My essay in The New York Times
On tennis and the search for the meaning of home
We interrupt our regularly scheduled programming with a byline brag. The immigrant behind this newsletter about immigrants’ writing just wrote something about her immigrant experience for The New York Times. My essay, “When War Turned My Country Into Chaos, Tennis Gave Me a Home,” was posted today in the Rites of Passage column.
A bit of behind-the-scenes: An editor accepted this essay in December, and I’ve been waiting (im)patiently for it to be published since. The editor wanted to post it during tennis season, which runs over the summer.
If I had to pull a couple of lines out of it, it would probably be this, because my identity struggle is so connected to my immigrant experience.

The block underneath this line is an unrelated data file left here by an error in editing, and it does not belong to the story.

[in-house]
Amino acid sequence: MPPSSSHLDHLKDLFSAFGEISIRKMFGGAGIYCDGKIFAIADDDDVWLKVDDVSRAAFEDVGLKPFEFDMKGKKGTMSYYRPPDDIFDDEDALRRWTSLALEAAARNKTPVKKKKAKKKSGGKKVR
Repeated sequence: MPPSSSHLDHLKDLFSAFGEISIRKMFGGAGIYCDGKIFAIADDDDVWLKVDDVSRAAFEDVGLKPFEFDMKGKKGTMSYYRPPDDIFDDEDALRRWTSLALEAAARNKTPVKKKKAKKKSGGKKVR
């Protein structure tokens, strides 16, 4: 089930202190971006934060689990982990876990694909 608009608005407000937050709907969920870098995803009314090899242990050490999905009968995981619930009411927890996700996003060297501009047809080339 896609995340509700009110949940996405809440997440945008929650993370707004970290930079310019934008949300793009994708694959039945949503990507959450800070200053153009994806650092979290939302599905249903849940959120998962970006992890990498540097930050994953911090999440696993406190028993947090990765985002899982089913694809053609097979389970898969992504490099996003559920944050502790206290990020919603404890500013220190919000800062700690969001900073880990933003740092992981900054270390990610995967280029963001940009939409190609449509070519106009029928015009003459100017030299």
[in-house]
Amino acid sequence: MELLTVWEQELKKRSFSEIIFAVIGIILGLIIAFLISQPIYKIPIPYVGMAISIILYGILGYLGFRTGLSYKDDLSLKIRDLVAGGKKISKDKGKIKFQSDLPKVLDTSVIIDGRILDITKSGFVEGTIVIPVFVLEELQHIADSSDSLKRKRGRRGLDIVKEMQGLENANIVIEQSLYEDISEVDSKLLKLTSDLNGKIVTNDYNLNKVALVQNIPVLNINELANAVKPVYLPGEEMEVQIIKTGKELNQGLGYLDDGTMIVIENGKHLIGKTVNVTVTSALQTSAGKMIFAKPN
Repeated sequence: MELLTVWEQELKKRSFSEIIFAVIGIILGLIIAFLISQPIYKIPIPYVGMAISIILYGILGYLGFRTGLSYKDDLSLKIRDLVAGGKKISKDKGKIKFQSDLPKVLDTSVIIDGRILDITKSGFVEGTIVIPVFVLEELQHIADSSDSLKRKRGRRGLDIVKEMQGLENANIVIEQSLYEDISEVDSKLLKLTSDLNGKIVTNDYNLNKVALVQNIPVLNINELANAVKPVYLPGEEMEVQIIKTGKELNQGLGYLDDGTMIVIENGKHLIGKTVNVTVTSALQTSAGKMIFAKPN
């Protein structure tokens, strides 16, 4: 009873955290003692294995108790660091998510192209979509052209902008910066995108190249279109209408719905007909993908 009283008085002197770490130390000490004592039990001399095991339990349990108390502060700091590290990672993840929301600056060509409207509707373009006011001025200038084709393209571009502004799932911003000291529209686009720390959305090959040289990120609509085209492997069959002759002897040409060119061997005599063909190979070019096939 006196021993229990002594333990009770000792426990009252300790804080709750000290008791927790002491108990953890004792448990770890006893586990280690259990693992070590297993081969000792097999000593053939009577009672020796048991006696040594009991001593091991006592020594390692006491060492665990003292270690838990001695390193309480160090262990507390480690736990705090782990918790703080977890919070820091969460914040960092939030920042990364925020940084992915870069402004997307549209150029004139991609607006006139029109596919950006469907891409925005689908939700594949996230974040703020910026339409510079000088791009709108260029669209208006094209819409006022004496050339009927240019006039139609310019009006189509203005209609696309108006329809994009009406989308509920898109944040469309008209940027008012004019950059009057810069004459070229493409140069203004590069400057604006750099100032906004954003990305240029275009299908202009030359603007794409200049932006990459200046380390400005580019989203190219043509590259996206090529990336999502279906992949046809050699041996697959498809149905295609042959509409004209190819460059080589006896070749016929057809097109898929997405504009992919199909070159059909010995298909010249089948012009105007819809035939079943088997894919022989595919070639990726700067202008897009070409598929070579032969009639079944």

“There is no box for a Croat born in Serbia while it was Yugoslavia, who has a Canadian passport but lives in the United States. I don’t fit in — in a box or a country.”
Some things got trimmed in the editing process, such as a few lines I had about losing most of my matches in Croatia. And my suggested title for the piece was “No Land’s Woman.” Also, I didn’t see the illustration (by Hannah Buckman — thank you!) until the essay went live this afternoon, but think it’s great when editors commission artwork to help bring writing to life. I’m not sure how my parents feel about this line in my bio, but I know they don’t like storing my crap.
It’s stressful to share a personal story so publicly, but I’m happy to hear a number of readers—especially those from ex-Yugoslavia—said the piece resonated with them. I have been extremely lucky and privileged—I did not live through the conflict and I never felt unsafe. But it has taken me decades to come to terms with the fact that that doesn’t mean I can’t still write about my immigrant experience. And whether I’m writing about tennis, food or something else, the theme about the meaning of home and identity keeps coming back.
I’m deeply grateful to the editor who gave this former ESL student’s essay a home and to everyone who has taken the time to read it.